‘Mas­sive read­ing’

‘Gang­busters’ data bump job­less rate to 40-year low, but wage growth slows again

The Telegram (St. John’s) - - BUSINESS - BY ANDY BLATCHFORD

A blast of new jobs last month knocked the coun­try’s un­em­ploy­ment rate down to its low­est level since Statis­tics Canada started mea­sur­ing com­pa­ra­ble data more than 40 years ago -but de­spite eye-catch­ing progress, Fri­day’s num­bers also de­liv­ered dis­ap­point­ment.

Canada added 94,100 net jobs for its largest monthly in­crease since March 2012 when there was a gain of 94,000 jobs, Statis­tics Canada said in its the labour force sur­vey. The Novem­ber surge was fu­elled by other pos­i­tives: 89,900 new full-time po­si­tions and 78,600 em­ployee jobs in the pri­vate sec­tor.

The job­less rate fell to 5.6 per cent last month from Oc­to­ber’s read­ing of 5.8 per cent, which had been the pre­vi­ous low mark since com­pa­ra­ble data first be­came avail­able in 1976. The old sta­tis­ti­cal ap­proach - prior to 1976 reg­is­tered an un­em­ploy­ment rate read­ing of 5.4 per cent in 1974.

The improvements, how­ever, ob­scured a key piece of data: weak­en­ing wage growth.

Year-over-year av­er­age hourly wage growth for per­ma­nent em­ploy­ees con­tin­ued its de­cline in Novem­ber to 1.46 per cent - its low­est read­ing since July 2017.

“There’s no ques­tion that the

head­line job growth is gang­busters strong,” said Frances Don­ald, head of macroe­co­nomic strat­egy at Man­ulife As­set Man­age­ment

“I would cau­tion us against cel­e­brat­ing too quickly, how­ever, be­cause wage growth is de­cel­er­at­ing sharply.”

Ex­perts have been ex­pect­ing wage growth to pick up its pace, thanks to the tight­ened labour mar­ket. But the op­po­site has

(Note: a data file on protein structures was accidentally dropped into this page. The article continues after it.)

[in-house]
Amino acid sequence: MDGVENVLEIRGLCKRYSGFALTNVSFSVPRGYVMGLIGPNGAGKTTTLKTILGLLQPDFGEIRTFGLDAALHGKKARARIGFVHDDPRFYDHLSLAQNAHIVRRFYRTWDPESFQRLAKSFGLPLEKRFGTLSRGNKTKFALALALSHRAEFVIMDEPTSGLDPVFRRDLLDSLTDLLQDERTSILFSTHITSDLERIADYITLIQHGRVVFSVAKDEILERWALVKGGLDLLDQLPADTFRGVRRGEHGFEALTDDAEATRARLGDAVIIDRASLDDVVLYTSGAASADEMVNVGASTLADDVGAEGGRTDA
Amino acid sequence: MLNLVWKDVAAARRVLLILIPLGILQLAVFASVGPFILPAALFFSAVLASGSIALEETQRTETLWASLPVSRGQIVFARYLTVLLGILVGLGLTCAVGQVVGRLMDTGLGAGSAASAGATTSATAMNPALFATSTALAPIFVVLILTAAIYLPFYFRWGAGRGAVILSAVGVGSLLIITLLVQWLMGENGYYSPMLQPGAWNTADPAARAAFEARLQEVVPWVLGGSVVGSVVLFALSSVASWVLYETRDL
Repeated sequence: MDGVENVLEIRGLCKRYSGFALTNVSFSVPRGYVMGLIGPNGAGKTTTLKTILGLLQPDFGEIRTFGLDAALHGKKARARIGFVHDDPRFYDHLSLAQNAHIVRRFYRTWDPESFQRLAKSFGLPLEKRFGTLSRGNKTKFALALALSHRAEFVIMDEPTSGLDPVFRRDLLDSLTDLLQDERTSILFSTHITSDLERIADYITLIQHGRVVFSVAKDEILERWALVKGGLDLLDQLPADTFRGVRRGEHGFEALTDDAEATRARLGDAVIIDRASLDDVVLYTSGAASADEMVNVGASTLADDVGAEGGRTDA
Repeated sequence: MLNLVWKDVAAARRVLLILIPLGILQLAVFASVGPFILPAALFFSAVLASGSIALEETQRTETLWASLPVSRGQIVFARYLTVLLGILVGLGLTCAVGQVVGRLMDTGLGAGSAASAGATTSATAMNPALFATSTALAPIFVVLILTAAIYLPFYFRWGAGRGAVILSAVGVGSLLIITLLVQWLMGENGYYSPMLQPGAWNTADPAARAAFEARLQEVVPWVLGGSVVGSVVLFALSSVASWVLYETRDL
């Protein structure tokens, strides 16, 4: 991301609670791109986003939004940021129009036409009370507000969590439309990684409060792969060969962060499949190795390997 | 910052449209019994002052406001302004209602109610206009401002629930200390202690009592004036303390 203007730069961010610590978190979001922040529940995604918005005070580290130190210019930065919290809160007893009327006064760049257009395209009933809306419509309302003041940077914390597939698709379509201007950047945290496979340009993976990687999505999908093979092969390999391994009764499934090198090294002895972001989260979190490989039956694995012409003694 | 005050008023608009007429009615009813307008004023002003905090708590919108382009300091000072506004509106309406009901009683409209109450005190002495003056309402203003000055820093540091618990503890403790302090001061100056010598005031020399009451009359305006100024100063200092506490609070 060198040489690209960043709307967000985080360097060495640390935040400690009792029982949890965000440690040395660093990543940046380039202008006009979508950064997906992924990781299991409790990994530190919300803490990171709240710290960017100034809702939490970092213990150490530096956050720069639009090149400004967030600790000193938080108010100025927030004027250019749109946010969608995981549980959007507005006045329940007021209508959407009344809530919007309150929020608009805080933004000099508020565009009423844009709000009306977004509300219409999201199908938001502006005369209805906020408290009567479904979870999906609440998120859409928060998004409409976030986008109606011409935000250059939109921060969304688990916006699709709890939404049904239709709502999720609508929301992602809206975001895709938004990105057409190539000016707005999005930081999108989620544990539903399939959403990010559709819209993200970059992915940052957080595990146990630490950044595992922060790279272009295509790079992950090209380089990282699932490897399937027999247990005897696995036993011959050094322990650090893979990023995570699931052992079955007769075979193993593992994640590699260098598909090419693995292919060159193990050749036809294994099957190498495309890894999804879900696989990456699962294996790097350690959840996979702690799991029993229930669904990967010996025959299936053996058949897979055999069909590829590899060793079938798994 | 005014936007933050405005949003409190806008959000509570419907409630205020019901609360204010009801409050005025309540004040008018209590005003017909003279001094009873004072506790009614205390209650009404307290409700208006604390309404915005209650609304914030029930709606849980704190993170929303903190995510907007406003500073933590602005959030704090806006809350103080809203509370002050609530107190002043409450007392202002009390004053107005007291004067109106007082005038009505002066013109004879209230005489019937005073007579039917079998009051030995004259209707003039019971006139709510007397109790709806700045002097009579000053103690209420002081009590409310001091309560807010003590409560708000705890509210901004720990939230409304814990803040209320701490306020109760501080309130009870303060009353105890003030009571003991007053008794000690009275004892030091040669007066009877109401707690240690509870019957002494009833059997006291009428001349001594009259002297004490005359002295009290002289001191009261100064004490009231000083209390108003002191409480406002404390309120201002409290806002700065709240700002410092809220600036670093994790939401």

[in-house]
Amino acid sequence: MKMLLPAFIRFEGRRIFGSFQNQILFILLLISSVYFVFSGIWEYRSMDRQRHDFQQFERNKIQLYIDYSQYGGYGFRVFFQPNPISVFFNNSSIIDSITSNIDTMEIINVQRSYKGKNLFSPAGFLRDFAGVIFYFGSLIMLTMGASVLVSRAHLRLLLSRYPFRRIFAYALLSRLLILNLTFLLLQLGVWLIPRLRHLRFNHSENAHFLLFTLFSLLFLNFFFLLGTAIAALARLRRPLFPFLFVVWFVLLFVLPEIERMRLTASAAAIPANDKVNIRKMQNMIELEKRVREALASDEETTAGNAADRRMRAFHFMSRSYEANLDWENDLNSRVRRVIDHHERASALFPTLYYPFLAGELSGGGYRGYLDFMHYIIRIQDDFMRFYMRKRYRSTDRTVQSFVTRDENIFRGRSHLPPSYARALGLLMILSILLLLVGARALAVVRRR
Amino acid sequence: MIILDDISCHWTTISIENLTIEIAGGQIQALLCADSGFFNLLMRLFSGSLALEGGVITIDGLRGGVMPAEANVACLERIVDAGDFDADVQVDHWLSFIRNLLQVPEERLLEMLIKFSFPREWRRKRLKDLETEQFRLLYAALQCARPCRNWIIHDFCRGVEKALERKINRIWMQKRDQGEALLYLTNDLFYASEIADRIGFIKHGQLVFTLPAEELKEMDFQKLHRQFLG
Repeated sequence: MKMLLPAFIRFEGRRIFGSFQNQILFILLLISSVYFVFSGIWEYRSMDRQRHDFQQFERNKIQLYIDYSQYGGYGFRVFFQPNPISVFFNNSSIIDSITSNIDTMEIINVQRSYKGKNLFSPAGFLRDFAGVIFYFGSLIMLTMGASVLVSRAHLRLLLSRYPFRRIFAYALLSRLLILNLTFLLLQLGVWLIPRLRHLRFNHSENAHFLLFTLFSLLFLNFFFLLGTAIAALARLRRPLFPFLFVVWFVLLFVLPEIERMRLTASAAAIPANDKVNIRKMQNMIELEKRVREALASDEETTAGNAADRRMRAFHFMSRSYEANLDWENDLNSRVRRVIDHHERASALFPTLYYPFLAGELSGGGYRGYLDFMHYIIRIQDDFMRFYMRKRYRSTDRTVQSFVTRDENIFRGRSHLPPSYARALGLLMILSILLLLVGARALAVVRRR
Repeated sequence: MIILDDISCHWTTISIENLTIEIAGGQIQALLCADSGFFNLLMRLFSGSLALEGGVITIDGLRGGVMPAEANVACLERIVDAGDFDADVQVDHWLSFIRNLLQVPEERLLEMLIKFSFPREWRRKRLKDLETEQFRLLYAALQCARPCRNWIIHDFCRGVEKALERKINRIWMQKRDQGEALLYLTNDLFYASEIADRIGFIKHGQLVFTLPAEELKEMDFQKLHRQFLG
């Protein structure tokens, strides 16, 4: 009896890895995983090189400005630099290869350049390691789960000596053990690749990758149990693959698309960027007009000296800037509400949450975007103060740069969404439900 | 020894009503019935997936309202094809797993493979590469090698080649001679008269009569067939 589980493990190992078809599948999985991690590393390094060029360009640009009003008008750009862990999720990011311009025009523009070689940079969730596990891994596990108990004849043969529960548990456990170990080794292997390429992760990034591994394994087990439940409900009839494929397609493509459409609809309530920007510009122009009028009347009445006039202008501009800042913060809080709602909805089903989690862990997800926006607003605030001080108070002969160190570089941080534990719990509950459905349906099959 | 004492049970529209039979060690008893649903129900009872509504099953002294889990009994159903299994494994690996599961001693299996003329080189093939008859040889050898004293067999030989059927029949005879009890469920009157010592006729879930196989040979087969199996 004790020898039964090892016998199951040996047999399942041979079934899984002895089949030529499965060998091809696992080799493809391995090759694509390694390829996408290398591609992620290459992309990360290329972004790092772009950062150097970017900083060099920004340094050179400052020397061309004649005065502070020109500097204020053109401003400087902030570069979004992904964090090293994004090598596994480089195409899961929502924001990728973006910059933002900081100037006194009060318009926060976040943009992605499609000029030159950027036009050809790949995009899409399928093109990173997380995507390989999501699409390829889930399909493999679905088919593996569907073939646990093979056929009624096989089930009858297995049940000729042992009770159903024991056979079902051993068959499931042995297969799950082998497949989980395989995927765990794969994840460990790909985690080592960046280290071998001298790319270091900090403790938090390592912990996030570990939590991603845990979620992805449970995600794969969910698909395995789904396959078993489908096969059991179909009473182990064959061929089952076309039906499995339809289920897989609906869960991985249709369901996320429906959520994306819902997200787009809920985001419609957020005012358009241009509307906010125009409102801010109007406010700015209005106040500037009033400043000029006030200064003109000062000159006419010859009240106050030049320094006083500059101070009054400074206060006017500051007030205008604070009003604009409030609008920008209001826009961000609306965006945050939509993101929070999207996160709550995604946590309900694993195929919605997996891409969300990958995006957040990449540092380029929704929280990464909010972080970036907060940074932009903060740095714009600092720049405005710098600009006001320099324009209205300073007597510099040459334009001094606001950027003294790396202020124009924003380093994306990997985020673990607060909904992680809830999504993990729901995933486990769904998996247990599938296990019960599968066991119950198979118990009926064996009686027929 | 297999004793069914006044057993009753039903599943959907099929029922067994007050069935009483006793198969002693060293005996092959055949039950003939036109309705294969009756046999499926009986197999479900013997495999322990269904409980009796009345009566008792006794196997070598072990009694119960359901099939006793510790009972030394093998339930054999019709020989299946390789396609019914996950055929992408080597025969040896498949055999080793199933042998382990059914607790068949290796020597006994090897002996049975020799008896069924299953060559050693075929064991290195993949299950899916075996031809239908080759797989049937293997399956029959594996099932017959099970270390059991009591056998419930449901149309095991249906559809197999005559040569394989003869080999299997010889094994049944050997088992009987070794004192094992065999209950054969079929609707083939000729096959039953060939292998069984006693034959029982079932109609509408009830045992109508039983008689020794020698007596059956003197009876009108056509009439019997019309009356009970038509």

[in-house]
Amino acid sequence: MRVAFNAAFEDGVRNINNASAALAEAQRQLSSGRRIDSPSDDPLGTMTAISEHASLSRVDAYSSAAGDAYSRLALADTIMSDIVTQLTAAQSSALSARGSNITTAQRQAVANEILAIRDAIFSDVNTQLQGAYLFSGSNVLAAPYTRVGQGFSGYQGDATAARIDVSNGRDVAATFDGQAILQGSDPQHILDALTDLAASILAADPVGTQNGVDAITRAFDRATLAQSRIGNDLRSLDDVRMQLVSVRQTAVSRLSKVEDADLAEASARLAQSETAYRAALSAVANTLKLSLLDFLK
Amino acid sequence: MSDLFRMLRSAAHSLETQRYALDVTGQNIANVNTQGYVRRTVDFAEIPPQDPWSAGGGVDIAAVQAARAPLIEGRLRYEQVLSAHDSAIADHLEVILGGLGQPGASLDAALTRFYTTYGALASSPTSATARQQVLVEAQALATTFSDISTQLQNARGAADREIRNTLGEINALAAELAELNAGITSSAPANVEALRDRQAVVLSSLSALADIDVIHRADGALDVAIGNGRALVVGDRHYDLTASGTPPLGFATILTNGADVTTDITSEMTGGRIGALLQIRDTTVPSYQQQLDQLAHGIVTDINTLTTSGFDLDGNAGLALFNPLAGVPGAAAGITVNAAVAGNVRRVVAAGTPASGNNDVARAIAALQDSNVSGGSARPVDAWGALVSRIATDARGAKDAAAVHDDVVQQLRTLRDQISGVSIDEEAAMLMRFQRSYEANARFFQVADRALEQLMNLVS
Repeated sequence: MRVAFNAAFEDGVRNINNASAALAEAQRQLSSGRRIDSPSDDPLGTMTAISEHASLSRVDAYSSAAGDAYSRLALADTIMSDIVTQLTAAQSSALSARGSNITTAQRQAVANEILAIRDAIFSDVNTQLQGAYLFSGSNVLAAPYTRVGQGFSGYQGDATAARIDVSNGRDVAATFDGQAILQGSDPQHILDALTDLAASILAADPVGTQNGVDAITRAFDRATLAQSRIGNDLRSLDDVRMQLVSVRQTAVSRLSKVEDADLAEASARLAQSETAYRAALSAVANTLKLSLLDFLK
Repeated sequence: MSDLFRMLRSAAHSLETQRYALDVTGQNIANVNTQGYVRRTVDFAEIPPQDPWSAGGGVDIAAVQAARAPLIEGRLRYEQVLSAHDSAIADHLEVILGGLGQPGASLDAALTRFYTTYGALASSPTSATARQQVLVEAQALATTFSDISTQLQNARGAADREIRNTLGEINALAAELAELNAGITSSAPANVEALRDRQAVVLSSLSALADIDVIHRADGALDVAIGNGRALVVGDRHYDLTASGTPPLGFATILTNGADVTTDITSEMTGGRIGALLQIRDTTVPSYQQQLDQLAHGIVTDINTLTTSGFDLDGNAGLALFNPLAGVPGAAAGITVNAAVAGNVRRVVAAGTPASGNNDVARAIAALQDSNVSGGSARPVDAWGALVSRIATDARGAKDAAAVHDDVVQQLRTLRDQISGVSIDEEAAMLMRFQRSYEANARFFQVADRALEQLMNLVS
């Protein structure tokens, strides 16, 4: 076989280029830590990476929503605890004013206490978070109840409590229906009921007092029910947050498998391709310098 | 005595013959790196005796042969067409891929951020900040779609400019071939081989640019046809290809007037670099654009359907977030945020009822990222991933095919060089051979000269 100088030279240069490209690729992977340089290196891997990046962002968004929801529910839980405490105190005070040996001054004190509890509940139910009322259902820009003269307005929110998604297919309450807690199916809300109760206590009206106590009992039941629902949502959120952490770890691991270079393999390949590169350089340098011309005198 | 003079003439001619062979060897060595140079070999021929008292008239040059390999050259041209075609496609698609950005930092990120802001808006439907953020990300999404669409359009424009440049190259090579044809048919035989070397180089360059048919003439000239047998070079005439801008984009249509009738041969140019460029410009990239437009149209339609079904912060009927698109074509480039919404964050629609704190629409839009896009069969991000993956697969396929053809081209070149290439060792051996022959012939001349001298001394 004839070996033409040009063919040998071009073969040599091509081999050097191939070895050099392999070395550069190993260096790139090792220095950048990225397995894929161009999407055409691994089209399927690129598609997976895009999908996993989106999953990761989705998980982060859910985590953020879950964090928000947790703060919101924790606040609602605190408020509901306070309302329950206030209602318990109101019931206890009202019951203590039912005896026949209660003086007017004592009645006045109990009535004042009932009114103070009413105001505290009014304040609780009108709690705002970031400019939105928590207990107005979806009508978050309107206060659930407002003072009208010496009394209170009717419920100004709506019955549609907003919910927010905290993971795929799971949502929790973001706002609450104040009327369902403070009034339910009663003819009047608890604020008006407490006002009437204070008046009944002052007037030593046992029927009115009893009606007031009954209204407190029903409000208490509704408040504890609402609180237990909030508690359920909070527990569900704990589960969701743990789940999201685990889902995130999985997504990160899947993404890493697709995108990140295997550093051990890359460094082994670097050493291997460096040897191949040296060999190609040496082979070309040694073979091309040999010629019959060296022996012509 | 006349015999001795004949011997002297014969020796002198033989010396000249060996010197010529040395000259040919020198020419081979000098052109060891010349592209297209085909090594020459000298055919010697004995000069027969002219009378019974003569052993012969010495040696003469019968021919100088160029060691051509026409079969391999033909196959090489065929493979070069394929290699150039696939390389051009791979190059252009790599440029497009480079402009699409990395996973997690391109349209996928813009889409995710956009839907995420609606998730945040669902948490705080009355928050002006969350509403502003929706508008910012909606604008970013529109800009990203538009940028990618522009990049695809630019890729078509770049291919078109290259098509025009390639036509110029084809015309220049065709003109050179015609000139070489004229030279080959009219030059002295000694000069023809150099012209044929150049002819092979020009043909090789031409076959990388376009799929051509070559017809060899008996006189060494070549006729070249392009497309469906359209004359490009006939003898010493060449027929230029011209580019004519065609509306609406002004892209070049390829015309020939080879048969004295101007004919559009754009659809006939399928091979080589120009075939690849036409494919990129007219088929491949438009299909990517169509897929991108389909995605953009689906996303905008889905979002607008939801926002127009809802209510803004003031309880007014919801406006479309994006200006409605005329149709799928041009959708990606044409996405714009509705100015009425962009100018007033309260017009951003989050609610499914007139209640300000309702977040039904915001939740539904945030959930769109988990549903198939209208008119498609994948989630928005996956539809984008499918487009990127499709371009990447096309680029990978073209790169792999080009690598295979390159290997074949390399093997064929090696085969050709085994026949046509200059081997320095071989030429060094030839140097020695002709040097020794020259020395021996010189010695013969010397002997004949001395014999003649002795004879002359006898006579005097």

been hap­pen­ing - wage growth has dropped ev­ery month since its May peak of 3.9 per cent and now sits well be­low in­fla­tion.

The Bank of Canada keeps a close watch on wages ahead of its in­ter­est-rate de­ci­sions.

The cen­tral bank has raised the rate five times since the sum­mer of 2017 in re­sponse to Canada’s strong eco­nomic per­for­mance. Gover­nor Stephen Poloz has sig­nalled that more in­creases will be

needed to keep in­fla­tion from ris­ing too high.

On Wed­nes­day, how­ever, Poloz held the benchmark rate at 1.75 per cent. In ex­plain­ing the de­ci­sion, he high­lighted other eco­nomic neg­a­tives such as weaker-than-ex­pected busi­ness in­vest­ment and the steep slide in oil prices.

The bank’s next rate an­nounce­ment will be Jan. 9.

Don­ald ex­pects the bank to re­main fo­cused on oil prices, the ca­pac­ity of the en­ergy sec­tor to en­gage in busi­ness in­vest­ment and the abil­ity of Cana­di­ans many of whom are car­ry­ing very high debt loads - to man­age higher in­ter­est rates.

“Cana­di­ans need more wage growth to off­set higher in­ter­est rates,” she said.

“If we’re see­ing wage growth that can’t even keep up with the pace of in­fla­tion, it makes it much more dif­fi­cult for house­holds to ab­sorb the Bank of Canada’s de­sire to lift rates higher from this point for­ward.”

Poloz, she added, will be more con­cerned about the fur­ther slow­down in wages in Fri­day’s re­port than op­ti­mistic about the over­all job gain, par­tic­u­larly since it could af­fect the pace at which he will lift rates.

Royce Mendes of CIBC Eco­nomics said the Bank of Canada will take no­tice of the “mas­sive read­ing” in the Novem­ber jobs re­port as it mulls next month’s rate de­ci­sion.

“The large gain in jobs will keep a Jan­uary rate hike on the ta­ble for now, but we’ll need to see sim­i­larly pos­i­tive ev­i­dence from other in­di­ca­tors and no ma­jor rev­er­sal in the next jobs re­port,” Mendes wrote Fri­day in a re­search note to clients un­der the head­line: “Cana­dian Job Cre­ation: Mind-bog­glingly Strong in Novem­ber.”


Fab­ri­ca­tor Mike Cal­darino uses a grinder on a steel stairs be­ing man­u­fac­tured for a high school in Red­mond, Wash., at Ge­orge Third & Son Steel Fabri­ca­tors and Erec­tors, in Burn­aby, B.C..

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